April 14, 2024

Notwithstanding the many challenges faced by our athletes in the Cordillera, we continue to hold them in high regard and hope they will receive more support to develop their fullest potential in sports and in other fields they so choose in their future endeavors.
We are concerned about the recent revelation of the city administrator of Baguio about the looming deficit in the budget allocated for city athletes as incentive for their achievement in their field.
This is concerning as our athletes are preparing for the Cordillera Administrative Region Athletic Association (Caraa) Meet 2024 next month.
Just as the city government has firmed up the guidelines in the giving of incentives for city athletes, we hear about budgets being drastically short of the required funds.
Equally distressing is the revelation that the city government still owes our athletes P7.5 million for winning medals in national and international competitions in 2023 and a measly P4.5M was allocated for 2024.
With these, there is obviously low or zero chances of getting the incentives from the previous year, unless a supplement budget is passed. But this can only happen if the Local Finance Committee is able to identify a source of funds of where to obtain and augment the deficit.
According to the City Sports Office, the deficit was due to the increase and removal of the limit of the amount of incentives that athletes may receive, in accordance with the City Sports Code.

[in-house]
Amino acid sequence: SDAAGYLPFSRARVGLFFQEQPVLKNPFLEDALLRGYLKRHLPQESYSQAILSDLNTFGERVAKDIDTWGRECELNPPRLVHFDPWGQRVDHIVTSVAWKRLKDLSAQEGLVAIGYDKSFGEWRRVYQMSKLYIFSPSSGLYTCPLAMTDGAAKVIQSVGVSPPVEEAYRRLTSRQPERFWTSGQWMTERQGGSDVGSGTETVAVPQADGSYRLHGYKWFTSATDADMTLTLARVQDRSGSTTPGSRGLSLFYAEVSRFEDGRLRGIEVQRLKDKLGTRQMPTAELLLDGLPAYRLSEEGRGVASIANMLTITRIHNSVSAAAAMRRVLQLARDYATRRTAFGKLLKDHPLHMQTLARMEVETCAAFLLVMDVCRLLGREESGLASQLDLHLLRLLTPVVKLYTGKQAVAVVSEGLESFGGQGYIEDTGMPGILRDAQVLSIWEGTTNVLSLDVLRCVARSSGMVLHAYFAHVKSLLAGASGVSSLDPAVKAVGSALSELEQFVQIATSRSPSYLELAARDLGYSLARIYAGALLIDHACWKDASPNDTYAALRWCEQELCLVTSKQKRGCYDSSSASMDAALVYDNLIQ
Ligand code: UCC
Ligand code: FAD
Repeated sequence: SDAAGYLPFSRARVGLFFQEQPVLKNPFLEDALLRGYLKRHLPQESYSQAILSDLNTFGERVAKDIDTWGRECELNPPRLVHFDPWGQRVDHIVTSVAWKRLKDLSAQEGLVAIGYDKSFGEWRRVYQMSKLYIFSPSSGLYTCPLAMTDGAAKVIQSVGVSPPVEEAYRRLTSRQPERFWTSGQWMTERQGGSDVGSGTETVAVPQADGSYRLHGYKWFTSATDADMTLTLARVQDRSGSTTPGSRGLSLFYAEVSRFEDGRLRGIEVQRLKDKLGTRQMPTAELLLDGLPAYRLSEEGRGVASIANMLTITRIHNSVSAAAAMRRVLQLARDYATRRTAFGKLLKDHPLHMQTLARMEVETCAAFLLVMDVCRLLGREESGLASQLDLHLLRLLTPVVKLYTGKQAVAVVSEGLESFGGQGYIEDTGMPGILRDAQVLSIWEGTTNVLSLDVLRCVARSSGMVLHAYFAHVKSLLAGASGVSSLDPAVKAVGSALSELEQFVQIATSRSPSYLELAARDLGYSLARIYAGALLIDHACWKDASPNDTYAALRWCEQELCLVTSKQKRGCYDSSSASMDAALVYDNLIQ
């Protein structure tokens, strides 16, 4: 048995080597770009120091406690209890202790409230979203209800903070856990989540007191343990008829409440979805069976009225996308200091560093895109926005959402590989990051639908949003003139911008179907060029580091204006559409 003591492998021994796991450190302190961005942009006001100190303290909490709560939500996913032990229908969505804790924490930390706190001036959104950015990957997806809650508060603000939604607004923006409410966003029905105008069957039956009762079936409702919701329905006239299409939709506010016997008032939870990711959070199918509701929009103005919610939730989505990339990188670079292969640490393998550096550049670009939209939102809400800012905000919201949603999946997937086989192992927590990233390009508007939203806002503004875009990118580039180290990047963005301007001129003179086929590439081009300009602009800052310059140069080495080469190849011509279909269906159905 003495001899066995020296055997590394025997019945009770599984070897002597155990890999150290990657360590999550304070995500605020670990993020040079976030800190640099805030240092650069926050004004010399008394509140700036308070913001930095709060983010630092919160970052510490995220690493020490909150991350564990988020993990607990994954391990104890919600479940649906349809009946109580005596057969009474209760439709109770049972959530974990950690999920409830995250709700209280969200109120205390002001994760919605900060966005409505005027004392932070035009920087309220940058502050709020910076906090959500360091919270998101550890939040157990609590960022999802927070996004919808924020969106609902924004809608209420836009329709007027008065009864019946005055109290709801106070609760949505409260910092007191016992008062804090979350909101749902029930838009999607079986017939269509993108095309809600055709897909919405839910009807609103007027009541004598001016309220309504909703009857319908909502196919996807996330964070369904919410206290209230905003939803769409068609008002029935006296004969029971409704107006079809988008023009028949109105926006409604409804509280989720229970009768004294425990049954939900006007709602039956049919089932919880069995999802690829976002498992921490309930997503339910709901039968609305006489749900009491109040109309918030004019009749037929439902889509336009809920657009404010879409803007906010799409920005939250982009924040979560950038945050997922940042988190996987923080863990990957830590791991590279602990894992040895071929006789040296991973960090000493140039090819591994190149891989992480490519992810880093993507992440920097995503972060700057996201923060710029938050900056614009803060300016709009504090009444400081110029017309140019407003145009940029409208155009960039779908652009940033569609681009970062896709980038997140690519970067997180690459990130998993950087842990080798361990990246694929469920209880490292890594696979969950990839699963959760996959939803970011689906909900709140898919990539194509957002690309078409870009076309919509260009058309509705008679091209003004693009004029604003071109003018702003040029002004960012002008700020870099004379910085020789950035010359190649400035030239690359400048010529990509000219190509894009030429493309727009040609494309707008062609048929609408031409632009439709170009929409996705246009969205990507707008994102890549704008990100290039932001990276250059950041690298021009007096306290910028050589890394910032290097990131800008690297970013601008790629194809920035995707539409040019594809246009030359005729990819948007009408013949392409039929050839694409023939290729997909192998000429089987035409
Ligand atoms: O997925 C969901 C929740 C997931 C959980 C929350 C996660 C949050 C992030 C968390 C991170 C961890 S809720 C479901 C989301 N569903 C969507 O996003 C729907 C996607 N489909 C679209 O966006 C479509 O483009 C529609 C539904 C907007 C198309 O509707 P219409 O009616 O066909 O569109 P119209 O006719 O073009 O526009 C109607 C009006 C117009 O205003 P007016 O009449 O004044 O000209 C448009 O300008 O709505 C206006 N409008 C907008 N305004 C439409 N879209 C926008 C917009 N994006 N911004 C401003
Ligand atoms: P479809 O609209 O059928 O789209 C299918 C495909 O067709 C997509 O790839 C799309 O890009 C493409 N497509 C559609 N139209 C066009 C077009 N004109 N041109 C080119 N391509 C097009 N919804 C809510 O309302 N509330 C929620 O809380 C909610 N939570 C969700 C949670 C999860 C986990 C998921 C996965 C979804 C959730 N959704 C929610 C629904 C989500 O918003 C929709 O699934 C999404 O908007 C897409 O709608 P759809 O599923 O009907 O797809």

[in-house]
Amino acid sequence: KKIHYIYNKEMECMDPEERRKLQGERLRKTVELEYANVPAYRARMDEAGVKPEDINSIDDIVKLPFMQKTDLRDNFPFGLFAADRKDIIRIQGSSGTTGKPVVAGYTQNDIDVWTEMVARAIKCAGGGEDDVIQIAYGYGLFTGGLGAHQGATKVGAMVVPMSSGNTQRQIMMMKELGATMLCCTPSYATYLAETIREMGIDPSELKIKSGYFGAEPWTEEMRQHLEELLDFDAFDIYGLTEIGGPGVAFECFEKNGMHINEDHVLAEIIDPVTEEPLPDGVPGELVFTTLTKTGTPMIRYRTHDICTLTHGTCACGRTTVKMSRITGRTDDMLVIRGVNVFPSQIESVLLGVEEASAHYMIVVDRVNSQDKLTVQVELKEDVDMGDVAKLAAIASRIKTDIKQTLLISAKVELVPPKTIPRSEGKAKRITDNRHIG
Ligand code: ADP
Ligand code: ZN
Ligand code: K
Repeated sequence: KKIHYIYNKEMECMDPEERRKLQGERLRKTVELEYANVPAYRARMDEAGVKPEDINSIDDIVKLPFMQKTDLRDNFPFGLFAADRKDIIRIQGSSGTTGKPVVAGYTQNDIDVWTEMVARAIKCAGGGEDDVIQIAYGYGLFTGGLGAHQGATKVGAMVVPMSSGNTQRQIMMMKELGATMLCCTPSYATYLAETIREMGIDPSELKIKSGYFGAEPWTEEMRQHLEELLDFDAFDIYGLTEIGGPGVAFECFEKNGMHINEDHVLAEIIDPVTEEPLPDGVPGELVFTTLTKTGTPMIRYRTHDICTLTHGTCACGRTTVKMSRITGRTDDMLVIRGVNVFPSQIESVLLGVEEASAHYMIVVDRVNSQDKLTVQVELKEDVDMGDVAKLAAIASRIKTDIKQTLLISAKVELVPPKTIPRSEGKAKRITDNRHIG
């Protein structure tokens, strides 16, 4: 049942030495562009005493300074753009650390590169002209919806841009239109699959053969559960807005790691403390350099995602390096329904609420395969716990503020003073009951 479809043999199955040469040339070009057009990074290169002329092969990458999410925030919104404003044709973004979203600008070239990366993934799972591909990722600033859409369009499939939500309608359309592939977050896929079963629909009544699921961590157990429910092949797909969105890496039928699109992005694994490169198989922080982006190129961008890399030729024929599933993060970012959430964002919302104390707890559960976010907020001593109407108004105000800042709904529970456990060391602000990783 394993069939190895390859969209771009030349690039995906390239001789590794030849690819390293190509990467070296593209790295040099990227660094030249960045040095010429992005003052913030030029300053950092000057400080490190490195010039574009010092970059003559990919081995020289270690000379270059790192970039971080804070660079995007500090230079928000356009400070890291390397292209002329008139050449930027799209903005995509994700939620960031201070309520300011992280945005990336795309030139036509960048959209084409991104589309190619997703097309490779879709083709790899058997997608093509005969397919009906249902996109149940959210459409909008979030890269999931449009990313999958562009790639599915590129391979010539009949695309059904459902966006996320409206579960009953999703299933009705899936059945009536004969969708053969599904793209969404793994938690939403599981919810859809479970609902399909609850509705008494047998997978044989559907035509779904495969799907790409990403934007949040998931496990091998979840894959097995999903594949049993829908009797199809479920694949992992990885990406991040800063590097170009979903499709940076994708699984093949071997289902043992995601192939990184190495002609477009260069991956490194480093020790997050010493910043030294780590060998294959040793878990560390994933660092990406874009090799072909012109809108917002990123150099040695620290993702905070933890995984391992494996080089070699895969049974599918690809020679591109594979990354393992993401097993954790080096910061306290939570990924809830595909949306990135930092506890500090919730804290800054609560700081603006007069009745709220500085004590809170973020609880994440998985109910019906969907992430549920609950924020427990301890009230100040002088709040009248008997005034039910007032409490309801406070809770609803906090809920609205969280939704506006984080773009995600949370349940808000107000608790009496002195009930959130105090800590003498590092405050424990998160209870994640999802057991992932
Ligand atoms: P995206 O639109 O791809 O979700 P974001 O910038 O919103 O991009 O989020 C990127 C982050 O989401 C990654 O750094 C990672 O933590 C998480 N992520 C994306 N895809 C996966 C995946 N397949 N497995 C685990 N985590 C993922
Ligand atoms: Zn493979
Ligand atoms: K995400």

To address this, the CSO suggested revisiting the incentives provision in the City Sports Code but with the ambiguous suggestion that “only athletes with prior authorization from the city” should be given an incentive.
To us, this suggestion will only add to the bureaucratic process by which incentives can be availed.
Prior to the approval of the Sports Code, the CSDO and all stakeholders have been consulted. With this, it should have been anticipated that an increase in incentive is equal to also increasing the budget for every year.
It is saddening that sports is again put on the backburner when the Sports Code was passed supposedly in response to the clamor of athletes who have, for years, lamented about the lack of recognition from the city they are representing.
The news came just as Baguio is cementing its reputation as the “sports mecca” north of Manila with its athletes dominating national tournaments such as the Batang Pinoy and the Philippine National Games, especially in combat sports.
Despite meager budget, Baguio’s neighboring towns and provinces have been increasing the budget for the training and incentive of their athletes in recognition of the fact that sports is also an integral part in the development of a nation’s human resource.
Why then is Baguio sliding back when as a highly-urbanized city, it should be at the forefront of policies?
The city government, admittedly spends on a lot, and which requires for resources to be spread out in order for more sectors to be reached. But withholding the release of what is due to some people is also unfair. They gave recognition to their institution and their city; its time our city athletes should also get the reward they so rightly deserve.
In the meantime that remedial measures are being decided by the powers that be, we ask our athletes and their coaches not to lose heart and maintain that fighting spirit and beat the odds.